Time travel and procreating with your bloodline (Need answer whenever)

Q1: Imagine “Johnny Timetravel”-- a handsome charmer a quarter of a century in years on earth-- were to head back to when his grandmother was a young, fertile lass of 22. She’s a comely young woman with swivel-y child-birthing hips and ample bosom. Johnny falls madly in love with Grandma and Grandma falls madly in love with Johnny. If Johnny were to perform sexual intercourse on his grandmother shoot a sperm square into her ripe ovum, would their genetic material be considered “too closely matched” to produce offspring devoid of the usual incestuous problems?

How about if Johnny were to head back another 25 years into the past and perform the same sexual hibbidy-dibbidy on his great-grandmother? Would their spawn be healthy and vibrant and able to live a fine, upstanding life without genetic malfunctions?

How about if Johnny were to head back yet another 25 years and do the “it” with his great-great grandmother? How close are they genetically at four generations back?

In short how far back in time would Johnny have to go to impregnate an ancestor safely and soundly without risk of damaging the Timetravel gene pool?

Q2: If you were to look at the genetic material of all 32 of your great-great-great grandparents, would you have equal amounts from each of them, or will some of their genes get pushed out of the way along the way? Is it possible that my great-great-great grandson/daughter will have none of “me” in them anymore?

Since Johnny is the source of the genetic material for the bloodline and he’s his own Grandpa (or more), it doesn’t matter how far back he goes, he’s an ancestor and decendent.

According to a documentary I once saw on the subject of past nastification, you’ll grow up without a Delta brain wave, which may turn in handy if the Earth is ever invaded by giant brains.

At this point, we need to know what kind of time travel he’s using. (No, I can’t believe I said that, either).

If it’s the “many worlds” type, where changes to the past don’t affect the future, then this isn’t any different from mating with any other close relative that shares 1/4 of your genes, say a first cousin.

On the other hand, if this is the “Back to the Future” type scenario, it’s a lot more interesting. If you’ll recall from that documentary, changes in the past cause the future to “update” in real time, and we get to do a fun game of “count the chromosomes.” Johny’s chromosomes come from four sources: his maternal grandmother (MgM), his maternal grandfather (MgF), and his paternal grandparents (PgM, PgF), ignoring a small amount of mutation and other genetic uniqueness. But the one of the “gF”'s here is Johnny himself.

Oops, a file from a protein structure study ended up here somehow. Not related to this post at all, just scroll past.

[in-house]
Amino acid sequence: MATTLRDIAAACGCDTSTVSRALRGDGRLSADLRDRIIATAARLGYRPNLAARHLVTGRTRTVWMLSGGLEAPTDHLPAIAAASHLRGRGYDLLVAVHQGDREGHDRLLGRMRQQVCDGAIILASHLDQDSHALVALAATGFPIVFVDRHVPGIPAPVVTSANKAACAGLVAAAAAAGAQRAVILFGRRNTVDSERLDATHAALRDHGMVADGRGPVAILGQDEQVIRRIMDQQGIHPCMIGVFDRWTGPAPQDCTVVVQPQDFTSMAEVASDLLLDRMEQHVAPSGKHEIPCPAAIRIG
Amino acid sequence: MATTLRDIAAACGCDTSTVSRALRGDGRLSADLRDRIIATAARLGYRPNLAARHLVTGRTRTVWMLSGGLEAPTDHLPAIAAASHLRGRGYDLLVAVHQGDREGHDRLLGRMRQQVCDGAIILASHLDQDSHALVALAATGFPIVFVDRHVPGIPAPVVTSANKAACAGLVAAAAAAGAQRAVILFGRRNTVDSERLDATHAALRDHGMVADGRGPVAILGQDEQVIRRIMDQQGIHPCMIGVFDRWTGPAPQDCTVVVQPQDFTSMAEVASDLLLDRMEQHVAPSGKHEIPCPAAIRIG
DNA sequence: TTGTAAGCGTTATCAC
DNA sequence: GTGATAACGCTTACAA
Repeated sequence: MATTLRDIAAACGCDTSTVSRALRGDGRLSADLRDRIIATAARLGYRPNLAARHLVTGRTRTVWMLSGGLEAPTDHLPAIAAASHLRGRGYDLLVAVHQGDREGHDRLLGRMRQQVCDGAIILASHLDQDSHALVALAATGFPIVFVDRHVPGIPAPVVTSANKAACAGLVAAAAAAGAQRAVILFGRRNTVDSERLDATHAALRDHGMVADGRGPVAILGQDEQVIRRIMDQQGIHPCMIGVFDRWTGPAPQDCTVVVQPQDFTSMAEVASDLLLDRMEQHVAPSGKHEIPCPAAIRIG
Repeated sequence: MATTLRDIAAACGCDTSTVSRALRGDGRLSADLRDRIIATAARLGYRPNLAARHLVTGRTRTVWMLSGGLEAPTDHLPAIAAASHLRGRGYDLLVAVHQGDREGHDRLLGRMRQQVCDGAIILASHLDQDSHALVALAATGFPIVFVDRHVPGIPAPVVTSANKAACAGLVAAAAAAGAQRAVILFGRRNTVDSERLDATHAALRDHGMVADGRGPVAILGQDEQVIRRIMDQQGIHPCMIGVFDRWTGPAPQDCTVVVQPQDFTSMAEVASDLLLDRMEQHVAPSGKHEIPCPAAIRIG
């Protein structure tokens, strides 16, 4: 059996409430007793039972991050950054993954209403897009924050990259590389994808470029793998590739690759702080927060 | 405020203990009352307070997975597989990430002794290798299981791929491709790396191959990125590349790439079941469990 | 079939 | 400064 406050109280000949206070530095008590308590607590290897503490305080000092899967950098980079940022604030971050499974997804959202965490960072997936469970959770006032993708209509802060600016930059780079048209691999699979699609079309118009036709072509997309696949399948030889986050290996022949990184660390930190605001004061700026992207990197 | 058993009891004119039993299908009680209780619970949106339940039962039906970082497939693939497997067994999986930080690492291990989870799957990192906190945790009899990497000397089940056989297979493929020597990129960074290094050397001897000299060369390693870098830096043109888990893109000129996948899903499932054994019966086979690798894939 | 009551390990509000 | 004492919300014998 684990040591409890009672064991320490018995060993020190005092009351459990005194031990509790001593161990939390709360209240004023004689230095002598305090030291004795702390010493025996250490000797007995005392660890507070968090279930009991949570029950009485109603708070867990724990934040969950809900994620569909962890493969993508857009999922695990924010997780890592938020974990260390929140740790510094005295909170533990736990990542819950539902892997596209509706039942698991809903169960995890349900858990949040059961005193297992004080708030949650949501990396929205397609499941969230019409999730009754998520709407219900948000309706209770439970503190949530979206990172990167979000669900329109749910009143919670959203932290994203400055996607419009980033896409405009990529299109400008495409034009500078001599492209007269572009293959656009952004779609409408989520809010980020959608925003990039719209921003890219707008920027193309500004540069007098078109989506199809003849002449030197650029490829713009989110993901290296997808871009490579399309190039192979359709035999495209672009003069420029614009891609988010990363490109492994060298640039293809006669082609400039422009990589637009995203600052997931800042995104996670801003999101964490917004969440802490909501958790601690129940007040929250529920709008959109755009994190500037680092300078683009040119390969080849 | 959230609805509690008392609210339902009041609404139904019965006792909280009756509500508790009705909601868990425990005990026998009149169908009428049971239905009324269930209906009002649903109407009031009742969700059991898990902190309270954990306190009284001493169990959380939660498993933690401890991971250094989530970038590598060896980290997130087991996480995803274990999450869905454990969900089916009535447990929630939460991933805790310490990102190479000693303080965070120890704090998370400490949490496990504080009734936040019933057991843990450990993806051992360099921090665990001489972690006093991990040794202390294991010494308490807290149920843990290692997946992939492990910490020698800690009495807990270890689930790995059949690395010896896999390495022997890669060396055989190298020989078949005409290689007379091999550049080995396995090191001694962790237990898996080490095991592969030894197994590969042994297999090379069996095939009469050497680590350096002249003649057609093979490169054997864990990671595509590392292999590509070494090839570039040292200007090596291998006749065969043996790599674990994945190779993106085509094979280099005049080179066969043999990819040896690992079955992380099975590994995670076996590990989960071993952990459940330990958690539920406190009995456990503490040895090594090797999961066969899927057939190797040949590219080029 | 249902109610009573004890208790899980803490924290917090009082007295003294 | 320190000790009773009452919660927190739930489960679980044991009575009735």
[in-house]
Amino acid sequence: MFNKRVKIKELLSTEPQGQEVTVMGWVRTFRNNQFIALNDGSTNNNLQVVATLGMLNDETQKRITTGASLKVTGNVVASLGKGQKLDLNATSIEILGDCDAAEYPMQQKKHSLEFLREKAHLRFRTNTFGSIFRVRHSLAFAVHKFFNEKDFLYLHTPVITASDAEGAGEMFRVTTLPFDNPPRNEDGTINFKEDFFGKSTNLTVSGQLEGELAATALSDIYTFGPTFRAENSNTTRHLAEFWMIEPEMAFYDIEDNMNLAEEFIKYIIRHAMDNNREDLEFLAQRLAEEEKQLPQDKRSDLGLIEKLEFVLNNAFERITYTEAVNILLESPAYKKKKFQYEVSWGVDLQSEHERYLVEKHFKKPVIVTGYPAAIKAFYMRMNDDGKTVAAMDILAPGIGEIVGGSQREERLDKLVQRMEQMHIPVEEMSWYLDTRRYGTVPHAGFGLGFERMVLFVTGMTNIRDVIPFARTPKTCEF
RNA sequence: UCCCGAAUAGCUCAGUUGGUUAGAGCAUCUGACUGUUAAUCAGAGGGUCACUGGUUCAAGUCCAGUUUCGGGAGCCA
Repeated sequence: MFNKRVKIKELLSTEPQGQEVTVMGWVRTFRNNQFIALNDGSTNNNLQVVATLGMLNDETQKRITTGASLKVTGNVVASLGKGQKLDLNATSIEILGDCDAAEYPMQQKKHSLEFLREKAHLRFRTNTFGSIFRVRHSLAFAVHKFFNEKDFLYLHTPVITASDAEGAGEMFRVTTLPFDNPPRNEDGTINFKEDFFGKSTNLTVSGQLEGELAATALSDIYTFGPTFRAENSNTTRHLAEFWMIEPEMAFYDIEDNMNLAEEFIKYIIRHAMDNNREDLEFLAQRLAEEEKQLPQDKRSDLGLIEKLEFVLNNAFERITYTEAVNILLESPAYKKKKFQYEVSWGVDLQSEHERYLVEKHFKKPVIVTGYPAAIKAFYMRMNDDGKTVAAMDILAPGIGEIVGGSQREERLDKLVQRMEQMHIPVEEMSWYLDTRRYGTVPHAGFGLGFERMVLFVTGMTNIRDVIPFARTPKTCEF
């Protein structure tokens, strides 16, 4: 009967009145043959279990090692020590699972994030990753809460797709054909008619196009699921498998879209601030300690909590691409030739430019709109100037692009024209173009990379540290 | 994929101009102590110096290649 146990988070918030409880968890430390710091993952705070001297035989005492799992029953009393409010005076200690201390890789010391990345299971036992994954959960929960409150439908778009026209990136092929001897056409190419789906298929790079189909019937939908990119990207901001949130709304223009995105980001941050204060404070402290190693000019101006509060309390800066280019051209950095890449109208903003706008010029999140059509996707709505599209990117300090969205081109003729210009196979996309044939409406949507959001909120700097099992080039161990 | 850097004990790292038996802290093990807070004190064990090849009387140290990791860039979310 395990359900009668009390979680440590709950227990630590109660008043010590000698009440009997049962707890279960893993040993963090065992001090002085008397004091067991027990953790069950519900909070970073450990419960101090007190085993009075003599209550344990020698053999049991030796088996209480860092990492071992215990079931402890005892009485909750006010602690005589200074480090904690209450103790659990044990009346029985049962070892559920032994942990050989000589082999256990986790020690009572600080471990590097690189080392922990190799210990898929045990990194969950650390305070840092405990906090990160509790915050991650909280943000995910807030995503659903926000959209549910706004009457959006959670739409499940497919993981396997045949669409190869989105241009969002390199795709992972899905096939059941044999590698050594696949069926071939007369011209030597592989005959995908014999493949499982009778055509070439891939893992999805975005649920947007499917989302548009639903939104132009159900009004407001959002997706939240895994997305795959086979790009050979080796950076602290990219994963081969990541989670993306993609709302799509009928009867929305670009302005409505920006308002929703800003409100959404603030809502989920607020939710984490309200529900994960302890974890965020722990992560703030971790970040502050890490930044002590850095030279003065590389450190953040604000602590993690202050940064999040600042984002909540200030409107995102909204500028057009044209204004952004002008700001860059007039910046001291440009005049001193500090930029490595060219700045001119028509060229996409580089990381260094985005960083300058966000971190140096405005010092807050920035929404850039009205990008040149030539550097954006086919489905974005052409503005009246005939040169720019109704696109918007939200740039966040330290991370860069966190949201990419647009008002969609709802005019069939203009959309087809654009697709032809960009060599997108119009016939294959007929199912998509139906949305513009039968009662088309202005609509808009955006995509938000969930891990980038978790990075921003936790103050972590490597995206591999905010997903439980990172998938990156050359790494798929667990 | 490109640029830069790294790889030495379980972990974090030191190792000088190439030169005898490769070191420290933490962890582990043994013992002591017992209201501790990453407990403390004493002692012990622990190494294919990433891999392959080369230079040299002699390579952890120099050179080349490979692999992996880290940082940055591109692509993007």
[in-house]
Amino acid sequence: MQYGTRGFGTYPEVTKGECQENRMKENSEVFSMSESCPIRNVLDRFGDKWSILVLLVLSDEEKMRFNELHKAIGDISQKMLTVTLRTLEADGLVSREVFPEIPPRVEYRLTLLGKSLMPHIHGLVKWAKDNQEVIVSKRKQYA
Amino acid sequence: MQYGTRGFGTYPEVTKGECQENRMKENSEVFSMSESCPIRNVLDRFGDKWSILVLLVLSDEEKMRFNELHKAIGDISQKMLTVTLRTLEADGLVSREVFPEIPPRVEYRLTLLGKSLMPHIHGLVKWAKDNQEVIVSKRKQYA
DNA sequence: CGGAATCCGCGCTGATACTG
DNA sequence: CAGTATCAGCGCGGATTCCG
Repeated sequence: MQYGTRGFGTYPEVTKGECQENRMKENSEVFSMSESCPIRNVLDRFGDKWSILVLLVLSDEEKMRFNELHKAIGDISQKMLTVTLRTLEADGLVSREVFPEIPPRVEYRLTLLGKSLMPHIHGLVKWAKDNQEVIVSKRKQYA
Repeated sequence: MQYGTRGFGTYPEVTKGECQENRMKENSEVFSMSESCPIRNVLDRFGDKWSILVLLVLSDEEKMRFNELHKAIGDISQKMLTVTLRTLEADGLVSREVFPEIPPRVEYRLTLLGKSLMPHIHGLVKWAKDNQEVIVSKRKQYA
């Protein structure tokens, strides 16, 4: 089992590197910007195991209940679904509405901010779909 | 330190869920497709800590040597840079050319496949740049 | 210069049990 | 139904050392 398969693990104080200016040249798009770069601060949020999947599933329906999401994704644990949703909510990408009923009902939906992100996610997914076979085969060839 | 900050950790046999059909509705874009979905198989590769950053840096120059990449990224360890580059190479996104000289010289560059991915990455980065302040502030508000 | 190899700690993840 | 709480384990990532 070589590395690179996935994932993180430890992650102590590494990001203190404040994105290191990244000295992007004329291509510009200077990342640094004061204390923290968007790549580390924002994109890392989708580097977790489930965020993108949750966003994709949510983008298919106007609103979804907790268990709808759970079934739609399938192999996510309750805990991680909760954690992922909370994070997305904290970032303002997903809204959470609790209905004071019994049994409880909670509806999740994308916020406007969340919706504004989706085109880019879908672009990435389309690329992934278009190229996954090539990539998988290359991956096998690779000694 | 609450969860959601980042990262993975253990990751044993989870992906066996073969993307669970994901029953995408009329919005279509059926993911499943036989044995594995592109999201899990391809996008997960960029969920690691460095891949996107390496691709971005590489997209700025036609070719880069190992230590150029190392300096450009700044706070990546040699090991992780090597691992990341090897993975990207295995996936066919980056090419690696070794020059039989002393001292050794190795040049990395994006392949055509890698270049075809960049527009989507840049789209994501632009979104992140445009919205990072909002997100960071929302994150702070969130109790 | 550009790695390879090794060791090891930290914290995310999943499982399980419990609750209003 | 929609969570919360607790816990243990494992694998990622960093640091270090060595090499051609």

If it’s the maternal grandmother, this means that Johnny’s mom has the genes of MgM + Johnny, part of which is MgM as well, which means that Johnny himself will get more genes from MgM, which will in turn mean that his mom has more MgM genes, which in turn means… ultimately, Johnny’s mother will end up being a clone of his maternal grandmother, containing effectively no genes not present in MgM. In this case, Johnny is effectively the offspring of his father and his maternal grandmother, genetically.

And that’s the only case that works at all. You didn’t specify which grandmother, but if it’s the Paternal grandmother (PgM), the same reasoning applies, except that now Johnny’s father is a clone of PgM, which means Johnny’s father is female, and Johnny fades out of ever photograph ever taken.

You don’t have to hypothesize time travel to understand trans-generational crosses, since it happens with domestic animals all the time.

You share on average 1/4 of your genetic material with your grandparents by descent. You also share 1/4 of your genetic material with your first cousins (who share one of your sets of grandparents). So the genetic consequences are the same as having offspring with your first cousins.

You can calculate the degree of genetic similarity (by descent) simply by knowing the number of ancestors in that generation. You share 1/8 of your genetic material with your great-grandparents (same as second cousins), 1/16 with great-great-grandparents (same as third cousins), and so on.